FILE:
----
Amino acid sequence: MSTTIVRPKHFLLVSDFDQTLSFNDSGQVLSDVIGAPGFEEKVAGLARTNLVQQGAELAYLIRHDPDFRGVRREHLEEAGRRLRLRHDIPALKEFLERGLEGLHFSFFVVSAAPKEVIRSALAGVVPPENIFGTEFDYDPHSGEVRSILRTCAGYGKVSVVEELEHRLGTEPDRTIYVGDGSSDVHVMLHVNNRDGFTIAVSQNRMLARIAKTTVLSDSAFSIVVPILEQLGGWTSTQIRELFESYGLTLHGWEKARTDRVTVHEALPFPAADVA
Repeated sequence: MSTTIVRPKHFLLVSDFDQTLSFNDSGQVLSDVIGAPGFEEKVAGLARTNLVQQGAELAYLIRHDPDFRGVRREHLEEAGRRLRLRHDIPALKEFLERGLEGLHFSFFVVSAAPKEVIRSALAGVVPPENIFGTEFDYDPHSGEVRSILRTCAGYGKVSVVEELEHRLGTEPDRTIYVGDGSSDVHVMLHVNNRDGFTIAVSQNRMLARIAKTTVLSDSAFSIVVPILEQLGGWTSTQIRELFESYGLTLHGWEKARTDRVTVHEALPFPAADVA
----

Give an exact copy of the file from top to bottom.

Amino acid sequence: MSTTIVRPKHFLLVSDFDQTLSFNDSGQVLSDVIGAPGFEEKVAGLARTNLVQQGAELAYLIRHDPDFRGVRREHLEEAGRRLRLRHDIPALKEFLERGLEGLHFSFFVVSAAPKEVIRSALAGVVPPENIFGTEFDYDPHSGEVRSILRTCAGYGKVSVVEELEHRLGTEPDRTIYVGDGSSDVHVMLHVNNRDGFTIAVSQNRMLARIAKTTVLSDSAFSIVVPILEQLGGWTSTQIRELFESYGLTLHGWEKARTDRVTVHEALPFPAADVA
Repeated sequence: MSTTIVRPKHFLLVSDFDQTLSFNDSGQVLSDVIGAPGFEEKVAGLARTNLVQQGAELAYLIRHDPDFRGVRREHLEEAGRRLRLRHDIPALKEFLERGLEGLHFSFFVVSAAPKEVIRSALAGVVPPENIFGTEFDYDPHSGEVRSILRTCAGYGKVSVVEELEHRLGTEPDRTIYVGDGSSDVHVMLHVNNRDGFTIAVSQNRMLARIAKTTVLSDSAFSIVVPILEQLGGWTSTQIRELFESYGLTLHGWEKARTDRVTVHEALPFPAADVA